It’s Good to Be a Mage Knight, Day Two

Today, Goldyx and Tovak explore moral ambiguity!

Tovak returns to the little monastery.

Alright, now where were we? Ah, right, so last time Goldyx and Tovak, Mage Knights both, spent a day and a night conquering a path across the countryside, bringing down warbands of orcs and fortified strongholds with equal ease. I’ve told you that they’re the ones that brought our Red City’s corrupt penny-squeezers to heel, and in only three days too. Well, I reckon I’ll tell you about their second day. It’s the one that some folks like to jaw about when they say the Mage Knights aren’t so heroic as we’ve been told, but don’t let anyone hear you talk like that. And anyway, it’s true that they did some pillaging and burning, but there’s a reason for all that.

Welcome back to our series of dry alt-texts explaining the game! Let's talk about influence. Influence is what you use to hire soldiers, buy spells from friendly (read: conquered) Mage Towers, convince monks to train you in advanced combat techniques, or request healing from places like Villages. Some cards will give you an amount of influence when played, and others will give you 1 point of influence when played sideways. There's also a reputation track that modifies your influence, because the more people like you, the less you'll have to pay for their services. Some actions, like killing rampaging orcs or dragons, will improve your reputation, while others, like threatening people, pillaging villages to take extra cards into your hand, or burning monasteries, will decrease it. Other than for influence, reputation has no benefit, so once you have a nice big army and no need to be well thought-of, there's little keeping you from burning and pillaging all you like.

Goldyx “hires” some Utem Guardsmen.

Eh, what’s that you say? Oh, you want to know how these folks ended up as Mage Knights? Don’t you reckon they were born that way?

No? Smart. It’s a good question to ask, “How’d a man (or dragon-kin, as the case may be) get to be this way?”

There’s not much to tell about their life before becoming Mage Knights, not compared to what they’ve done since, anyway. Tovak Wyrmstalker came to the Council of the Void’s attention when he made the Order of the Ninth Circle from a mercenary band into a regional power, and he was happy to trade his soul for immortality (a small price, I daresay). To hear the rumors, the Council’s goals have so far lined up with his own, but there might be a reckoning in the cards when that changes.

As for Goldyx, well… There ain’t much good honest work for Draconum these days, so he was right fine when the Council offered him the next best thing.

But let me tell you, their ruffian roots were showing that second day. See, they didn’t only conquer the Red City in three days and nights, they were told they had to, by their Void Council overseers. And when you’re told to do something, especially by those sorts, you say yes and you say sir. So as the second day’s sun came up over the horizon, they must have realized that they were a ways off yet from capturing the Red City, so they hustled their soldiers up out of their sleep and went about it.

After some magical communications, they decided to stay split up, with Goldyx exploring in the east and Tovak staying over west, both with an aim to meeting up to break the City when they found it.

Goldyx knew he could use some more soldiers, so he went into town and had his Illusionists perform a few of their tricks to get a band of strong Utem fighters to join up with him. Then he had his warriors cover him while he broke into the village’s stockpiles and took what he needed to keep his army marching. There are still tales over that way about how the very guardsmen who had protected the village were the ones ransacking it, all the while under the spell of those Illusionists.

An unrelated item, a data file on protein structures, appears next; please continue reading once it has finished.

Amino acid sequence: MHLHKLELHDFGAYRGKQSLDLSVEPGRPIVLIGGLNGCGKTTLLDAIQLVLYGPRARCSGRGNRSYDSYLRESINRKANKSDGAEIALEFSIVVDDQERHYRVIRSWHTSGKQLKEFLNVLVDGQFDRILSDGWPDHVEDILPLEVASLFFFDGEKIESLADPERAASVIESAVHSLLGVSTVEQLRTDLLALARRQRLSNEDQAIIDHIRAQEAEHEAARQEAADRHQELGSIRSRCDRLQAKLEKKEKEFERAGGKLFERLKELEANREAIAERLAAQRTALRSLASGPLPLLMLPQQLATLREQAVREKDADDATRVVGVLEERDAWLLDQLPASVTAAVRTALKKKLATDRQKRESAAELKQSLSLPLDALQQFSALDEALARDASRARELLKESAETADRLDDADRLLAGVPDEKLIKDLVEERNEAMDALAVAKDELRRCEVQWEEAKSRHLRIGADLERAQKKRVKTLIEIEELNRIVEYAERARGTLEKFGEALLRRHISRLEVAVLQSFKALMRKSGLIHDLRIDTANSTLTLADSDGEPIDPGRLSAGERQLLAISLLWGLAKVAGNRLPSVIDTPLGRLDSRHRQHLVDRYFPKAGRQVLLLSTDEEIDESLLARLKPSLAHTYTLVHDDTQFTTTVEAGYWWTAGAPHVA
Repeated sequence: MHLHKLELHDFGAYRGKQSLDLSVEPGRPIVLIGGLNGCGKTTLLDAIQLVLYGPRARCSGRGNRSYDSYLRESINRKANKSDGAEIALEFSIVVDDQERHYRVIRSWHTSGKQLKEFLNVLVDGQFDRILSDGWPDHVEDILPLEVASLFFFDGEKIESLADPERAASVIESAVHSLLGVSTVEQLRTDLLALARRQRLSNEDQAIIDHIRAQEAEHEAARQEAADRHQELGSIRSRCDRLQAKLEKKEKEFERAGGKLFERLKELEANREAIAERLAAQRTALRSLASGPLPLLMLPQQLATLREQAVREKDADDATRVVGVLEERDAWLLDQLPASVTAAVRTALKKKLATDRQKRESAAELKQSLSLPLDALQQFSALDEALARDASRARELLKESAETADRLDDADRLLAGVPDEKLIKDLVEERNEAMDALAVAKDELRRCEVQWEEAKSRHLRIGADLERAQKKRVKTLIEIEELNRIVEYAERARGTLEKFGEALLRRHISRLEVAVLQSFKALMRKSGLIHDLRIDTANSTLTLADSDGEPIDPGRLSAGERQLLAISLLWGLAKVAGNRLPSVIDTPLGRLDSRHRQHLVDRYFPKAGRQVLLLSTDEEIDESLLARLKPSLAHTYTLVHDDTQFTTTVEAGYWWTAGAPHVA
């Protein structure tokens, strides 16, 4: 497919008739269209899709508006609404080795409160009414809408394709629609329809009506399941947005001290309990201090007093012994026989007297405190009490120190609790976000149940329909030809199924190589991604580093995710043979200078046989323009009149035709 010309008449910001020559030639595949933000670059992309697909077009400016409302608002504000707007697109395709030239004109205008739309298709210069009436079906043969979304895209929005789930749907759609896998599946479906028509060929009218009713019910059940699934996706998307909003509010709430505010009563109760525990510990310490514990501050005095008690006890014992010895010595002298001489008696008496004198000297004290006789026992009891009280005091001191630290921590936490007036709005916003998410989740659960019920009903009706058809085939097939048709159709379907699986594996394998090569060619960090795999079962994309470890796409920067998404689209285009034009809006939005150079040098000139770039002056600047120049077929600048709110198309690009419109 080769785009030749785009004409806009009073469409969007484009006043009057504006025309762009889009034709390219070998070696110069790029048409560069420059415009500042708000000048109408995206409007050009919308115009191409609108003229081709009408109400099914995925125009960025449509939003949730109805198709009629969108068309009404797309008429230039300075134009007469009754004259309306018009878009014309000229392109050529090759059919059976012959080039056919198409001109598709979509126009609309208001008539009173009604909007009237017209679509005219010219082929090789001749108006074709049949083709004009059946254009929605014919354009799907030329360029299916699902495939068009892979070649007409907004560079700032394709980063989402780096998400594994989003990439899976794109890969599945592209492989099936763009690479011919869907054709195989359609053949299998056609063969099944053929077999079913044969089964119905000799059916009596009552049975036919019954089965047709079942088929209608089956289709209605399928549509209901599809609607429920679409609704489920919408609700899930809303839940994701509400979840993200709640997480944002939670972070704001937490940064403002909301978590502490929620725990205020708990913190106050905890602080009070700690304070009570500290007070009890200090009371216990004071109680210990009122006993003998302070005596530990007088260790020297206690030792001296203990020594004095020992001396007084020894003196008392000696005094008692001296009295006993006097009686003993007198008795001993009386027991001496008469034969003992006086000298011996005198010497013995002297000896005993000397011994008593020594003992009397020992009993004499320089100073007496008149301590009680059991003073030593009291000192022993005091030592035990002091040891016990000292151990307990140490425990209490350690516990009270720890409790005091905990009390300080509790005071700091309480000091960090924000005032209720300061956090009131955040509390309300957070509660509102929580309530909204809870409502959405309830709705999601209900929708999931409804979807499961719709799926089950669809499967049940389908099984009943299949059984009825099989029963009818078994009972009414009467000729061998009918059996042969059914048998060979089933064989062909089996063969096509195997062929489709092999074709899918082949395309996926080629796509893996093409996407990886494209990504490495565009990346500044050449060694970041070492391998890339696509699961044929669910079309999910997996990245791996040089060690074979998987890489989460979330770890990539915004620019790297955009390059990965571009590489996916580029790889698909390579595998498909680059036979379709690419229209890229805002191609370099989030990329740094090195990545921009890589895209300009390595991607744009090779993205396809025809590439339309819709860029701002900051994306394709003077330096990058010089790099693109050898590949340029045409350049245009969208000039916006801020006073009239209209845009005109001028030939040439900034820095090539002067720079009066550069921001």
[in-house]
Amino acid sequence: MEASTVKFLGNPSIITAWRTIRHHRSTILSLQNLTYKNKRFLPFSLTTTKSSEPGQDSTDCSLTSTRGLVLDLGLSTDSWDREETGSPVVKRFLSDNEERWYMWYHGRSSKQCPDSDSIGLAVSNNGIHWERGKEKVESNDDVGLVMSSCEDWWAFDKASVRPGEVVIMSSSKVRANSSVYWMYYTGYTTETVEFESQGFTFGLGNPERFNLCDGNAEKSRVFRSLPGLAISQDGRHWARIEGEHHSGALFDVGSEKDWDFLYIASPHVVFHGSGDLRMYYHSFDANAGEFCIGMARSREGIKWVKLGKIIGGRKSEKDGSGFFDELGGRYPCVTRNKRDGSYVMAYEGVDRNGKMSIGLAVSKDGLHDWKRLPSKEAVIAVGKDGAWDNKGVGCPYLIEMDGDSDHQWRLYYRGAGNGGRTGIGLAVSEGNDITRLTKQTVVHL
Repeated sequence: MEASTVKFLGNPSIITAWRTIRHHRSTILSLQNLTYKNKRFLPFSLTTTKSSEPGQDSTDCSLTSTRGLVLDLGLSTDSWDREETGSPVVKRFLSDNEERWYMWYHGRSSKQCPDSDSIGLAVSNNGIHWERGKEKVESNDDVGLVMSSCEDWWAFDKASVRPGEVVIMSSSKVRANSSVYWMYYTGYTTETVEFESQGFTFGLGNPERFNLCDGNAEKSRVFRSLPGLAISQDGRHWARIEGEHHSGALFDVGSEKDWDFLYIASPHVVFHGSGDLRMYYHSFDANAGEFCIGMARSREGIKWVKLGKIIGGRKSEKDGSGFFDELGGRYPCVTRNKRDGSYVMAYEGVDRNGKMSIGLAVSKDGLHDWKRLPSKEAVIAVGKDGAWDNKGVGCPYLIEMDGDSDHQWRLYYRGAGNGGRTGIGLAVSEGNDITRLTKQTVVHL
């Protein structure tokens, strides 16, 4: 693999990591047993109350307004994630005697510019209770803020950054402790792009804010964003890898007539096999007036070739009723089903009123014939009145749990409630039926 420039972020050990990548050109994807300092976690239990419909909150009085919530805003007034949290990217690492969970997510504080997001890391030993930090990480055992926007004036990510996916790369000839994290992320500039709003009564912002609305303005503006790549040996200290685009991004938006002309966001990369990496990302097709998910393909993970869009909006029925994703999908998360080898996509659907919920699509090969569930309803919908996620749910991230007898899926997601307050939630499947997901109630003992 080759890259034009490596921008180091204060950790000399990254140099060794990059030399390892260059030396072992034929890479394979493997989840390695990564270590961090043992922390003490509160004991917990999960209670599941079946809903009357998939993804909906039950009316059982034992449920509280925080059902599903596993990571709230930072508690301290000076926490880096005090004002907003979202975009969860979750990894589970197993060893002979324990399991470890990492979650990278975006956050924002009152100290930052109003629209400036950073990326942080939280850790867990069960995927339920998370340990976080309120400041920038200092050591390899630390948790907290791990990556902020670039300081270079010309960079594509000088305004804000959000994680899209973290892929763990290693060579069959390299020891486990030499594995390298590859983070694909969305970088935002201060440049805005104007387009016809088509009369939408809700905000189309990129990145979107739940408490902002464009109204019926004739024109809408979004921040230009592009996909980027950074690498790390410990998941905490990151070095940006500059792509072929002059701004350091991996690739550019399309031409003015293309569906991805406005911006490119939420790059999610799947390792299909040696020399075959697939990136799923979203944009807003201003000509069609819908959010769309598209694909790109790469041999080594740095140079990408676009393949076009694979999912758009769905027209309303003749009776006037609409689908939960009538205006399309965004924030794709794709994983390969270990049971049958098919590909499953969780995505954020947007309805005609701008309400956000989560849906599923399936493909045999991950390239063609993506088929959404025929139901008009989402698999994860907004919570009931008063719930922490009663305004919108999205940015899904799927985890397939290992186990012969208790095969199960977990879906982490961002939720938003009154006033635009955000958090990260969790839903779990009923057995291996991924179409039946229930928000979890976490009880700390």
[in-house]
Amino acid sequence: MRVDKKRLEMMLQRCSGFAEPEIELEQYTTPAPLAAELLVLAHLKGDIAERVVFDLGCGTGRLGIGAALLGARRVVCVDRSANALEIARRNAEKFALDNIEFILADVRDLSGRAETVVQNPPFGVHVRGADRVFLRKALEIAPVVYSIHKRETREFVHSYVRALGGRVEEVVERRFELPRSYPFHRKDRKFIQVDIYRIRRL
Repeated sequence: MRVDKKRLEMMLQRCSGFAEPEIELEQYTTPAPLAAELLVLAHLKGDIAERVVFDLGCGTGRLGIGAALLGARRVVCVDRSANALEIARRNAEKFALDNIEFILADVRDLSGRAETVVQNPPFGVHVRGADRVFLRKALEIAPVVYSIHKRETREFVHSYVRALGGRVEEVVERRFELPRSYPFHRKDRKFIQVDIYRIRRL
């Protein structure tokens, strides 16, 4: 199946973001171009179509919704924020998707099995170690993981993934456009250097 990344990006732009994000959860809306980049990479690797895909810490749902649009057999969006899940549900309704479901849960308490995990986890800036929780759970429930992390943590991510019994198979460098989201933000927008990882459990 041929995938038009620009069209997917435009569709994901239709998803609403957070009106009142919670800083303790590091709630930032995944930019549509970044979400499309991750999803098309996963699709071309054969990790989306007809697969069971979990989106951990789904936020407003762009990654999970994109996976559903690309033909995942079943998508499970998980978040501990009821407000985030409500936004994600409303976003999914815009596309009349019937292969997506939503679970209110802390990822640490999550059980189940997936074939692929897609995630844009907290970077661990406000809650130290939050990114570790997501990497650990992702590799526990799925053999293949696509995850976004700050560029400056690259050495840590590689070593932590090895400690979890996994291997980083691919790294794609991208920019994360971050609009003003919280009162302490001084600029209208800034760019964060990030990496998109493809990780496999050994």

Sounds pretty bad, but it was a necessity, nobody was hurt too badly, and it pales in comparison to what Tovak was doing far to the west.

Burning a monastery incurs a hefty penalty to your reputation. For reference, pillaging a village is -1, but burning a monastery is -3, and it's such a crime that your minions refuse to help. The downside is that the monastery is permanently destroyed, so you can no longer use it for healing, hiring troops, or buying advanced action cards. On the other hand, the benefit is an artifact card, all of which are tremendously powerful.

Whether they deserved it or not, the Monks sure *looked* evil.

Tovak had decided that he also needed something to spur his horse on. Rather than just pillaging some supplies though, he reckoned the best way forward was to march back to the monastery that he had saved from the wolf-rider orcs the day before and burn it to the ground. His henchmen didn’t feel as firmly about it as he did, so in an act of later-regretted defiance, they refused to take part.

I’m sure they felt differently when the Monks came out of their cloister and revealed themselves to be not only hideous, but armed with very un-monklike weapons dipped in deadly poison. Even so, Tovak wiped them out with a flurry of arrows before they got close. Then he ransacked the monastery’s reliquary and burned the place to the ground. He also made an example of a few of his followers for refusing his orders.

He had been hoping to find some manner of ancient artifact of war, but he figured he could live with what the monastery vault yielded instead.

Artifact cards are a bit different from other cards. Most cards let you use the top action for free, or you can use the bottom improved action by spending some mana of the appropriate color. With an Artifact, the bottom power doesn't use mana, but it will completely destroy the card when used. This isn't necessarily a bad thing. In this case, if you were never going to use influence again, and you didn't want the card appearing as extra chaff in your hand, it might conceivably be the best option to use it up forever.